First and foremost I must stress that the idiot in the title is yours truly and the contents within the article are purely my own observations from my own experiences and are in no way those of a medical professional. If you do suffer from back issues then the first place of call should always be your doctor.
Back pain seems to be the bane of society. After suffering myself in various ways I’ve learnt through trial and error, medical advice and good old research that the following suggestions help me significantly with my own problems. With my own problems I’ve found that a considerable amount of it stems from two main areas.
Poor foot strength and ankle flexibility has reeked havoc on the whole of my lower limb bio-mechanics. As time has gone on its been noticed that my feet had started to stick out more when walking and stood straight. Walking more on the outer edges of my footwear had become more prominent. There were a number of reasons for these changes with the two main ones being a lack of foot and ankle strength and flexibility. The foot strength was causing the arches to collapse and a lack of flexibility was in effect making my knees roll inwards which was then pulling my hips inwards as well.
Without getting into the medical side of things the main things that have helped with rectifying some of these problems have been to build up my foot strength through some very simple exercises.
Writing the alphabet in the air with each foot. Do one to three sets per foot.
Scrunching and uncurling the toes. Repeat for 25 to 50 repetitions. Once that becomes easy I then switch to towel curls on the floor. Lay a towel on the floor, stand on it with bare feet and doing the above scrunching of the toes try pull the far edge of the towel towards your toes. One to 3 sets for each foot is ample.
Toe spreads. So simple yet has helped with balance and the roll of the foot. As per the name you simple stretch your toes out so that they all separate and then return to normal. Once you’ve gotten used to that you can add a small amount of resistance via an elastic band placed around the toes and try to stretch the band as far as is comfortable. 10-20 repetitions per foot.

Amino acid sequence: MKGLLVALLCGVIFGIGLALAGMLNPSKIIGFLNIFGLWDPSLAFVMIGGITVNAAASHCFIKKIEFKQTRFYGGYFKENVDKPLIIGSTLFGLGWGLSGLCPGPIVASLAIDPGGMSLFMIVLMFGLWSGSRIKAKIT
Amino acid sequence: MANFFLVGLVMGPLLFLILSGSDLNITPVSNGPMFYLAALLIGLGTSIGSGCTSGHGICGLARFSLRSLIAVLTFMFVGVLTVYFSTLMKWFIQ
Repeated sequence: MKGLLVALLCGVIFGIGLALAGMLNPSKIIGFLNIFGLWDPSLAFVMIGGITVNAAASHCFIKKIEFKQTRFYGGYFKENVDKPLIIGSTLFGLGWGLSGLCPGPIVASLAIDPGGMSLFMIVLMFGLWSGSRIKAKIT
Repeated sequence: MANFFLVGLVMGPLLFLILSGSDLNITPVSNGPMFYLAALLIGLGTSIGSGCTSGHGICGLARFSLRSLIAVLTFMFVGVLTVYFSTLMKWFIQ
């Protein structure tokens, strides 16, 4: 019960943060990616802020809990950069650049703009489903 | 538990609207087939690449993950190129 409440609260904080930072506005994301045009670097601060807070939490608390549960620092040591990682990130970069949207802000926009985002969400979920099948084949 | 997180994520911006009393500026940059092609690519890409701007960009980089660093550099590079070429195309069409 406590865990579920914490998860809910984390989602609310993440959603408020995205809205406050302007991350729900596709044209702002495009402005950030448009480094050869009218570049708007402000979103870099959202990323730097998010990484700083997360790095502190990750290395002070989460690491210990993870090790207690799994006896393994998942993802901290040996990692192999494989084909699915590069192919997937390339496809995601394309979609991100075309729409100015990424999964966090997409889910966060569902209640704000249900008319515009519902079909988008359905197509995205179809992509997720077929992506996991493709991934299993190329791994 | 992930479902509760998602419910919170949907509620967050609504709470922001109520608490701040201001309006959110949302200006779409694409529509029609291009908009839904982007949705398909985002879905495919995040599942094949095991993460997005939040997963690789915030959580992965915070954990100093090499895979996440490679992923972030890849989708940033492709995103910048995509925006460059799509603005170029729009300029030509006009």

Walking around the house barefoot as much as possible. This was the first thing my doctor recommended so that my feet could build back up their strength naturally as nature intended. Because lets face it we’re not meant to walk around on overly cushioned footwear which does the job our foot muscles are supposed to do.
Standing calf stretch. Using a step rise up onto your toes with both feet then lower slowly on just one foot to attain the stretch and hold that for a count of twenty. Repeat the same action two more times and switch sides. Once you can comfortably do it for a twenty count increase that to 30 for 5 repetitions.
Seated calf stretch. Sit down and cross your leg over your knee so that you can gently pull back on your toes to help stretch the plantar fascia that runs on the underneath of your foot. Pull back, hold for a ten count and repeat for a total of five to ten repetitions on each foot.
Foot rolling. Get a golf ball and place it underneath your barefoot, slowly applying gentle pressure whilst rolling the ball around the whole of your sole searching for sore / tender spots. Once you find one of these spend a ten to twenty seconds just working that spot with a little more pressure to help soften it up. 3-5 minutes per foot is ample.
The above I’ve found done 3-5 times per week, except the barefoot walking which is now part of everyday home life, has slowly but surely helped to increase foot strength and ankle flexibility so reducing the incidences of back ache and my running abilities. The trouble with back pain is that most people will just look at the area of the pain rather than what could be causing the pain to show itself in that specific place. With my own aches and pains I found that its better to work from the foundations of the body, in this case the feet, and work up from there. In an ever evolving society where making life easier is the name of the game we sometimes forget our roots and what thousands of years of evolution had intended us to do. One of those things is not to spend a vast majority of our time sitting in front of a desk at work. Sitting in a car, bus or train too and from work. Then sitting in front of a television screen for hours on end playing consoles of watching television.
We evolved to move because if we sat we got eaten. So move as evolution intended and save yourself the chance of getting that dreaded backache.
Steven A Barlow, Co founder www.spartan-warriors.co.uk and founder of Spartan Runners “because we don’t just run” © 2012